Bill Nelson – The Futurist Looks Back

 

The recording career of Bill Nelson can be traced to 1968 at Holyground studios in Yorkshire, England. Since that time Bill has put forth well over one hundred releases – from a solo artist to Be Bop Deluxe, then Red Noise and back to a solo act, as well as countless collaborations with artists like Harold Budd and the group Channel Light Vessel. Often releasing things on his own imprints and using his own home studio equipment, Bill Nelson has been continuing a tradition that started with Les Paul. Bill’s massive back catalogue ranges from folk-style prog and psychedelia to glam, art rock, new wave. Later works include touches of plunderphonics, synth pop, and ambient work that has much in common with modern vaporwave. 

Dynamos and Tremolos (available on CD and digital download at: https://www.soundonsound.com/shop/bill-nelson/dynamos-and-tremolos) is his latest offering and a rare moment of Bill revisiting his past. Many artists prefer the focus be on their current work, whether because they don’t like to dwell on their past accomplishments or because they are reaching toward that next great creation. This album is “an instrumental album that blends 1980s electro-synth sounds with contemporary guitar stylings” and features twangy, western guitar lines that tip their cap to Duane Eddy. Fiery solos with beautiful harmonies mix with humming sounds of space car engines. Other tracks place the ultra-clean tone of Chet Atkins up against electronic drums.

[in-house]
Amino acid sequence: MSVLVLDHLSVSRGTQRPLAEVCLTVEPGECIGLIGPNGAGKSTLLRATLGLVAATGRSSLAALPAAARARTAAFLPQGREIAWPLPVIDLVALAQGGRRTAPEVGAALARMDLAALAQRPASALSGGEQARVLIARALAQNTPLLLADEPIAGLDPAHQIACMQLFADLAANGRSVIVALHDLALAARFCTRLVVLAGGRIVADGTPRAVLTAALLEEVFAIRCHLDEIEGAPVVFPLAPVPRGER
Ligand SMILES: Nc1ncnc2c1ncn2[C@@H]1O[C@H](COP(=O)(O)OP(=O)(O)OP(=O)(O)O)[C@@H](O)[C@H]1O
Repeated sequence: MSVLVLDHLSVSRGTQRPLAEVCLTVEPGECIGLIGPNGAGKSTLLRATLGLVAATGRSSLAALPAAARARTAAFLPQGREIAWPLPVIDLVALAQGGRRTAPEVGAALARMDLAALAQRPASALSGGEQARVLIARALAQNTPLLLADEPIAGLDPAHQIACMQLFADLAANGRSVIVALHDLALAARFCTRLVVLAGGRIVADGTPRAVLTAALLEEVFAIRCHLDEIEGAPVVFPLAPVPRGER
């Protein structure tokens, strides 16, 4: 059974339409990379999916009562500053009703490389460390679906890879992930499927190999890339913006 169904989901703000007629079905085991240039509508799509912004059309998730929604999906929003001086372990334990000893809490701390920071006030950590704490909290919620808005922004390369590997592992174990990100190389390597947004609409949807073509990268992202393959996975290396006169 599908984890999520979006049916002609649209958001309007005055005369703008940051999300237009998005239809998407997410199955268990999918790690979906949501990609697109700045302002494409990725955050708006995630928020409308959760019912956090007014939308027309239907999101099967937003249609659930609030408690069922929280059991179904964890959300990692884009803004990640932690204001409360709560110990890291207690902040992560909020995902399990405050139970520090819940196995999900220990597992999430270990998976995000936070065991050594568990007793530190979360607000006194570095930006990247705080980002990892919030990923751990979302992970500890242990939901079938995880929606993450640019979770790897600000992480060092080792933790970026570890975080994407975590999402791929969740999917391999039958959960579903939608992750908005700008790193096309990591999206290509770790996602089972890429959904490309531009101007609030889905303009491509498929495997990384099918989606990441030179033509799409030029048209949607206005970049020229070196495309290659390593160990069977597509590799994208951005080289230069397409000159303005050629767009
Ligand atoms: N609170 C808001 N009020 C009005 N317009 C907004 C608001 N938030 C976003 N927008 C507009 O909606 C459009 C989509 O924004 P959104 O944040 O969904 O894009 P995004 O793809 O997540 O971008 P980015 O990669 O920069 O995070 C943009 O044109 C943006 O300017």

Ever-present is the aforementioned Les Paul wizardry, featuring his unique dreamy runs across the fretboard. Bill paints a metallic world using an arsenal of sound worthy of the BBC Radiophonic Workshop – whirring machines, marching robots, metal toys, cigar shaped rocket ships, and vintage radios all enter the mind. Other moments convey a light airy feel – a touch of whimsy, perhaps a theme song to a some mecha robot TV show. Elsewhere, synth bass conjures up hot springs, upbeat tempos suggesting art deco cityscapes populated by cars with big fins and tail lights that look like boosters. 

On Dynamos and Tremolos, jet packs are no longer a dream and old pulp comics play out through the speakers. In 2018 this is an elder statesman who plays with the enthusiasm of a teenager hearing rock and roll for the first time. Whether this is your first foray into Bill’s world or you have dual citizenship, this album does not disappoint. 

– Jeff Brown

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